“Protein Regulations” was presented at the 2015 Protein Trends & Technologies Seminar by Sukh Gill, Llb (Hons) DTS MTSI, Director of Global Regulatory Services, Leatherhead Food Research.
Abstract: The 2011 FAO Expert Consultation on Protein Quality noted, amongst other matters, that: “The match between dietary supply and human protein needs is vital to support the health and well-being of human populations.” However, how accurately do Global Regulatory provisions define the amount and quality of protein supplied by dietary sources of protein, and how well does this actually match human nutritional needs? In the absence of a harmonized approach, are consumers and policy makers able to make informed decisions? Could protein claims that are made in some jurisdictions, be regarded as misleading, today, or in future?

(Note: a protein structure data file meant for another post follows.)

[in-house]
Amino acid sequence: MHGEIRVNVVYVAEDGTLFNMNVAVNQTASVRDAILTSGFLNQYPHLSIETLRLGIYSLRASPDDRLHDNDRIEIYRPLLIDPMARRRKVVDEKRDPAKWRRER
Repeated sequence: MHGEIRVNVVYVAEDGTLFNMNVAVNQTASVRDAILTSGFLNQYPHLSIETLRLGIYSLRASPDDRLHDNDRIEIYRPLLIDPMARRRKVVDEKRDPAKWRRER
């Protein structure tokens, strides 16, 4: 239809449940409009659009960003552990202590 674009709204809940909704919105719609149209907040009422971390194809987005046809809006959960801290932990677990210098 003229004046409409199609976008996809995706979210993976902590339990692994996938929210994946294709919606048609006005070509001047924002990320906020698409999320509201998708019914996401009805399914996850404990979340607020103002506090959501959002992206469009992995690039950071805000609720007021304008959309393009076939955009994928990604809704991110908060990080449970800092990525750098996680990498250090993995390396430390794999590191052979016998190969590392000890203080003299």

Excerpt from the written summary of this presentation: In the late 1800s, Johan Kjeldahl developed an analytical method based on a food’s nitrogen content to determine protein quantity in grain. His method remains internationally recognized; however, since it includes non-protein nitrogen, it does not always measure the true protein content of a food.
Kjeldahl’s method also does not measure a protein’s nutritional value, which is related to its ability to satisfy nitrogen and amino acid requirements for tissue growth and maintenance, said Gill. Current thought is that this ability primarily depends on the digestibility of protein and amino acids, and the dispensable and indispensable amino acid composition of the proteins. [NOTE: The EU and U.S. differ in requirements needed to make a protein claim] (See chart “EU vs. U.S.: Making a Protein Claim.”)
Click here to view the written summary “Global Protein Regulation: A Question of Quality?” of this presentation.
Click on the button below to download a PDF of Gill’s PowerPoint presentation “Protein Regulations.”